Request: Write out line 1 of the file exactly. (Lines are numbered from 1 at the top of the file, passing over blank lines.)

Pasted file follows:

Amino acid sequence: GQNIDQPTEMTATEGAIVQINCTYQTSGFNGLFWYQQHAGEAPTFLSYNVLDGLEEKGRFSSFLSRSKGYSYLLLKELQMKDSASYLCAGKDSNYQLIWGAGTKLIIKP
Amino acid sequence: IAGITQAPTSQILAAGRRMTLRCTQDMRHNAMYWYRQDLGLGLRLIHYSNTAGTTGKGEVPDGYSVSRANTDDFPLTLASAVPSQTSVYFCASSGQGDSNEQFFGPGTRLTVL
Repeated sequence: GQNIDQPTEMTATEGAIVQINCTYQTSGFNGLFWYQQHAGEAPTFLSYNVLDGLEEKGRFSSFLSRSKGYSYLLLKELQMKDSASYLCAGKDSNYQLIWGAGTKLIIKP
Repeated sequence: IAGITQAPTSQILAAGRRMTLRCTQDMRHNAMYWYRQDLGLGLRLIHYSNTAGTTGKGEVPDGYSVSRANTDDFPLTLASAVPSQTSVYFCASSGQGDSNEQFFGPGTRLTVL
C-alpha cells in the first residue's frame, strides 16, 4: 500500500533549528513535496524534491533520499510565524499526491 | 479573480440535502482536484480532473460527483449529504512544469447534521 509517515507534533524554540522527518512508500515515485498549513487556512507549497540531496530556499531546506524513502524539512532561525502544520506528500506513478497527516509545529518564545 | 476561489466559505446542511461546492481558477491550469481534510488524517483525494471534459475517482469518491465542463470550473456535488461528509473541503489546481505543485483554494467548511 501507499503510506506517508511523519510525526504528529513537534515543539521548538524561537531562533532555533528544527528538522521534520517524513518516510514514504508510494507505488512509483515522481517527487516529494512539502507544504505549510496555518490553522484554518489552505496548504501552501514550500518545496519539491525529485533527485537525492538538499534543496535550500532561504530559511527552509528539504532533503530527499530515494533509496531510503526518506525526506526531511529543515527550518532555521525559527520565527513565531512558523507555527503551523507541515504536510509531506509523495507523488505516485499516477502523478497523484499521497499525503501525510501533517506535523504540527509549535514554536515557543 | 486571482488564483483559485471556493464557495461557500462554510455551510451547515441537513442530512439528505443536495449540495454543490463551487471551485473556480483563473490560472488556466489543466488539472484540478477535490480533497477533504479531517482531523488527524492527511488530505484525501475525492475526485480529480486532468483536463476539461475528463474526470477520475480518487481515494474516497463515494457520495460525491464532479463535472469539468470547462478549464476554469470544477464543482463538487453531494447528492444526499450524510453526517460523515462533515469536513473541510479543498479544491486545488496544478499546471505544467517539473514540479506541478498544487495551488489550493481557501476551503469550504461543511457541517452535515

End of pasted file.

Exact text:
Amino acid sequence: GQNIDQPTEMTATEGAIVQINCTYQTSGFNGLFWYQQHAGEAPTFLSYNVLDGLEEKGRFSSFLSRSKGYSYLLLKELQMKDSASYLCAGKDSNYQLIWGAGTKLIIKP